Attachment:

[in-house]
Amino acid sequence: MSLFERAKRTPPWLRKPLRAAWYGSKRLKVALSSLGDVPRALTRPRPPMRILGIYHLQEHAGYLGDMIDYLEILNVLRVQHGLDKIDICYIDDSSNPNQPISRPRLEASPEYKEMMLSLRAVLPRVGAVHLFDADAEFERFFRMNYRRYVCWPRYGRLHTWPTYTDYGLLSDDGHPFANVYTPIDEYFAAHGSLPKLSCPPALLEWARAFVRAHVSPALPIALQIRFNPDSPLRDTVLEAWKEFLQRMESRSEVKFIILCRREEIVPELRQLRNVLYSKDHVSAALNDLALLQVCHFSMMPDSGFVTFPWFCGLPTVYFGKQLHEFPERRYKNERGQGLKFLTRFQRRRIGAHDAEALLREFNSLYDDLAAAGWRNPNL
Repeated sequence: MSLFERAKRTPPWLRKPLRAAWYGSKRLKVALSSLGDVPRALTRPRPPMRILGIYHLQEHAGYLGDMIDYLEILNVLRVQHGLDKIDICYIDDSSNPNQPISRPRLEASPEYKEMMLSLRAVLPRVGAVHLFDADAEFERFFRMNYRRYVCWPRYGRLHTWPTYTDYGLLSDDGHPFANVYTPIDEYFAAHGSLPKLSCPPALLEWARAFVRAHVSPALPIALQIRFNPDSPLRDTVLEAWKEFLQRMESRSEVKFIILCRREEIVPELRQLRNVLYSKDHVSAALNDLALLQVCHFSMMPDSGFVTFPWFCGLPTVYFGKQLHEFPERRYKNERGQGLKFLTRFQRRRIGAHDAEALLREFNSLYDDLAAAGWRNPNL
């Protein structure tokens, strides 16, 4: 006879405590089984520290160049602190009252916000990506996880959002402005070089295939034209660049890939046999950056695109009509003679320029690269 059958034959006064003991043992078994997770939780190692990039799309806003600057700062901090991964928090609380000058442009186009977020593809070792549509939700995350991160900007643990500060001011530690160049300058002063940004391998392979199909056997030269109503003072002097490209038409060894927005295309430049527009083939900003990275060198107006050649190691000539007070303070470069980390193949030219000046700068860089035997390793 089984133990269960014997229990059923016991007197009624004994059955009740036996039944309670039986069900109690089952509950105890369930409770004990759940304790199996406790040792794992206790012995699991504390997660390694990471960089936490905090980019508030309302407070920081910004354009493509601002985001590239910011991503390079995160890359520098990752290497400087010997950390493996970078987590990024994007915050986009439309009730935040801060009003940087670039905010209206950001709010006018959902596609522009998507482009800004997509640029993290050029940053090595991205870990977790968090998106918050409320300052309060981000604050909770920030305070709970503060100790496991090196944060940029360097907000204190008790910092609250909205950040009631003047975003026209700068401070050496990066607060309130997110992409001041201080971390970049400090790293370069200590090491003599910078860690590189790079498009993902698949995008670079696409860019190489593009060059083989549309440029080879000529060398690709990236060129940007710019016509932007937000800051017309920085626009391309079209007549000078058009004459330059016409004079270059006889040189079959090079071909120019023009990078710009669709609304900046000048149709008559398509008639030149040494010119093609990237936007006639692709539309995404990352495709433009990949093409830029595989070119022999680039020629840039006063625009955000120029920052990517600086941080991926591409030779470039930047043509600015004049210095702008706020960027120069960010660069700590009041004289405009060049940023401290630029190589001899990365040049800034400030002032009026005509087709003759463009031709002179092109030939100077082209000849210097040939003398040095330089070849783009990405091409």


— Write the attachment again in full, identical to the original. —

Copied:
[in-house]
Amino acid sequence: MSLFERAKRTPPWLRKPLRAAWYGSKRLKVALSSLGDVPRALTRPRPPMRILGIYHLQEHAGYLGDMIDYLEILNVLRVQHGLDKIDICYIDDSSNPNQPISRPRLEASPEYKEMMLSLRAVLPRVGAVHLFDADAEFERFFRMNYRRYVCWPRYGRLHTWPTYTDYGLLSDDGHPFANVYTPIDEYFAAHGSLPKLSCPPALLEWARAFVRAHVSPALPIALQIRFNPDSPLRDTVLEAWKEFLQRMESRSEVKFIILCRREEIVPELRQLRNVLYSKDHVSAALNDLALLQVCHFSMMPDSGFVTFPWFCGLPTVYFGKQLHEFPERRYKNERGQGLKFLTRFQRRRIGAHDAEALLREFNSLYDDLAAAGWRNPNL
Repeated sequence: MSLFERAKRTPPWLRKPLRAAWYGSKRLKVALSSLGDVPRALTRPRPPMRILGIYHLQEHAGYLGDMIDYLEILNVLRVQHGLDKIDICYIDDSSNPNQPISRPRLEASPEYKEMMLSLRAVLPRVGAVHLFDADAEFERFFRMNYRRYVCWPRYGRLHTWPTYTDYGLLSDDGHPFANVYTPIDEYFAAHGSLPKLSCPPALLEWARAFVRAHVSPALPIALQIRFNPDSPLRDTVLEAWKEFLQRMESRSEVKFIILCRREEIVPELRQLRNVLYSKDHVSAALNDLALLQVCHFSMMPDSGFVTFPWFCGLPTVYFGKQLHEFPERRYKNERGQGLKFLTRFQRRRIGAHDAEALLREFNSLYDDLAAAGWRNPNL
């Protein structure tokens, strides 16, 4: 006879405590089984520290160049602190009252916000990506996880959002402005070089295939034209660049890939046999950056695109009509003679320029690269 059958034959006064003991043992078994997770939780190692990039799309806003600057700062901090991964928090609380000058442009186009977020593809070792549509939700995350991160900007643990500060001011530690160049300058002063940004391998392979199909056997030269109503003072002097490209038409060894927005295309430049527009083939900003990275060198107006050649190691000539007070303070470069980390193949030219000046700068860089035997390793 089984133990269960014997229990059923016991007197009624004994059955009740036996039944309670039986069900109690089952509950105890369930409770004990759940304790199996406790040792794992206790012995699991504390997660390694990471960089936490905090980019508030309302407070920081910004354009493509601002985001590239910011991503390079995160890359520098990752290497400087010997950390493996970078987590990024994007915050986009439309009730935040801060009003940087670039905010209206950001709010006018959902596609522009998507482009800004997509640029993290050029940053090595991205870990977790968090998106918050409320300052309060981000604050909770920030305070709970503060100790496991090196944060940029360097907000204190008790910092609250909205950040009631003047975003026209700068401070050496990066607060309130997110992409001041201080971390970049400090790293370069200590090491003599910078860690590189790079498009993902698949995008670079696409860019190489593009060059083989549309440029080879000529060398690709990236060129940007710019016509932007937000800051017309920085626009391309079209007549000078058009004459330059016409004079270059006889040189079959090079071909120019023009990078710009669709609304900046000048149709008559398509008639030149040494010119093609990237936007006639692709539309995404990352495709433009990949093409830029595989070119022999680039020629840039006063625009955000120029920052990517600086941080991926591409030779470039930047043509600015004049210095702008706020960027120069960010660069700590009041004289405009060049940023401290630029190589001899990365040049800034400030002032009026005509087709003759463009031709002179092109030939100077082209000849210097040939003398040095330089070849783009990405091409």